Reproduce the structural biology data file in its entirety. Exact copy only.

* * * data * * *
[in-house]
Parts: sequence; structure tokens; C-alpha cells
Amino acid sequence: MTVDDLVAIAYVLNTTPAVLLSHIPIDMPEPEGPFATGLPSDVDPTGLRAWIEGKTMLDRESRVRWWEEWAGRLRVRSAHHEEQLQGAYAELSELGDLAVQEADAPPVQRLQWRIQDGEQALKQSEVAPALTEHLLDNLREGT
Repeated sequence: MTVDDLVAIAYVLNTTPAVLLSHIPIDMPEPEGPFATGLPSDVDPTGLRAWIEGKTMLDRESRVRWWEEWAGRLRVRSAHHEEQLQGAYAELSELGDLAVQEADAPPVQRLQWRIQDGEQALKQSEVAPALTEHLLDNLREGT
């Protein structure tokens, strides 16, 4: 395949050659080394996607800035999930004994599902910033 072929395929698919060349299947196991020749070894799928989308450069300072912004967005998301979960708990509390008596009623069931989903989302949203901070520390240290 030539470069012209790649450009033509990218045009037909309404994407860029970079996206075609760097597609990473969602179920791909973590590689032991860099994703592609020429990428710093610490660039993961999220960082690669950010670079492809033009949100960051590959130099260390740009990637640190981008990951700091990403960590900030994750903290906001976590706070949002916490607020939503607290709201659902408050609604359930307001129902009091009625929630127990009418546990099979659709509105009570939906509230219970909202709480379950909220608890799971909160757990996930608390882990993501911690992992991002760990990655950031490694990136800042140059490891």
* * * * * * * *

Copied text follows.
[in-house]
Parts: sequence; structure tokens; C-alpha cells
Amino acid sequence: MTVDDLVAIAYVLNTTPAVLLSHIPIDMPEPEGPFATGLPSDVDPTGLRAWIEGKTMLDRESRVRWWEEWAGRLRVRSAHHEEQLQGAYAELSELGDLAVQEADAPPVQRLQWRIQDGEQALKQSEVAPALTEHLLDNLREGT
Repeated sequence: MTVDDLVAIAYVLNTTPAVLLSHIPIDMPEPEGPFATGLPSDVDPTGLRAWIEGKTMLDRESRVRWWEEWAGRLRVRSAHHEEQLQGAYAELSELGDLAVQEADAPPVQRLQWRIQDGEQALKQSEVAPALTEHLLDNLREGT
């Protein structure tokens, strides 16, 4: 395949050659080394996607800035999930004994599902910033 072929395929698919060349299947196991020749070894799928989308450069300072912004967005998301979960708990509390008596009623069931989903989302949203901070520390240290 030539470069012209790649450009033509990218045009037909309404994407860029970079996206075609760097597609990473969602179920791909973590590689032991860099994703592609020429990428710093610490660039993961999220960082690669950010670079492809033009949100960051590959130099260390740009990637640190981008990951700091990403960590900030994750903290906001976590706070949002916490607020939503607290709201659902408050609604359930307001129902009091009625929630127990009418546990099979659709509105009570939906509230219970909202709480379950909220608890799971909160757990996930608390882990993501911690992992991002760990990655950031490694990136800042140059490891």